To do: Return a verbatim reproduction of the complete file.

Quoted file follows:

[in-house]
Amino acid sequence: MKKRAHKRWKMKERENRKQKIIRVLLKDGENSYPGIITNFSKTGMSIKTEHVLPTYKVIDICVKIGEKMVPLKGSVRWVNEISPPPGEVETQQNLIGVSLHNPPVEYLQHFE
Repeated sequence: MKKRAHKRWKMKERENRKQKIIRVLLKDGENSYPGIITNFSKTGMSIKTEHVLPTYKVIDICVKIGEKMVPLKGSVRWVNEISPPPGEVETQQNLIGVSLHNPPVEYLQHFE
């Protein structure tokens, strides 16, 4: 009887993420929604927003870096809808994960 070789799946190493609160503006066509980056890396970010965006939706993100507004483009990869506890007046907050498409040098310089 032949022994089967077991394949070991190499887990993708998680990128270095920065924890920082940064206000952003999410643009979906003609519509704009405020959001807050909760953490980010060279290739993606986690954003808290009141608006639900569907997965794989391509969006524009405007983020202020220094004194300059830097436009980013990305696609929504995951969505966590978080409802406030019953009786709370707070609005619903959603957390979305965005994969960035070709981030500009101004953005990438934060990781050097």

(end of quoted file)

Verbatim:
[in-house]
Amino acid sequence: MKKRAHKRWKMKERENRKQKIIRVLLKDGENSYPGIITNFSKTGMSIKTEHVLPTYKVIDICVKIGEKMVPLKGSVRWVNEISPPPGEVETQQNLIGVSLHNPPVEYLQHFE
Repeated sequence: MKKRAHKRWKMKERENRKQKIIRVLLKDGENSYPGIITNFSKTGMSIKTEHVLPTYKVIDICVKIGEKMVPLKGSVRWVNEISPPPGEVETQQNLIGVSLHNPPVEYLQHFE
């Protein structure tokens, strides 16, 4: 009887993420929604927003870096809808994960 070789799946190493609160503006066509980056890396970010965006939706993100507004483009990869506890007046907050498409040098310089 032949022994089967077991394949070991190499887990993708998680990128270095920065924890920082940064206000952003999410643009979906003609519509704009405020959001807050909760953490980010060279290739993606986690954003808290009141608006639900569907997965794989391509969006524009405007983020202020220094004194300059830097436009980013990305696609929504995951969505966590978080409802406030019953009786709370707070609005619903959603957390979305965005994969960035070709981030500009101004953005990438934060990781050097």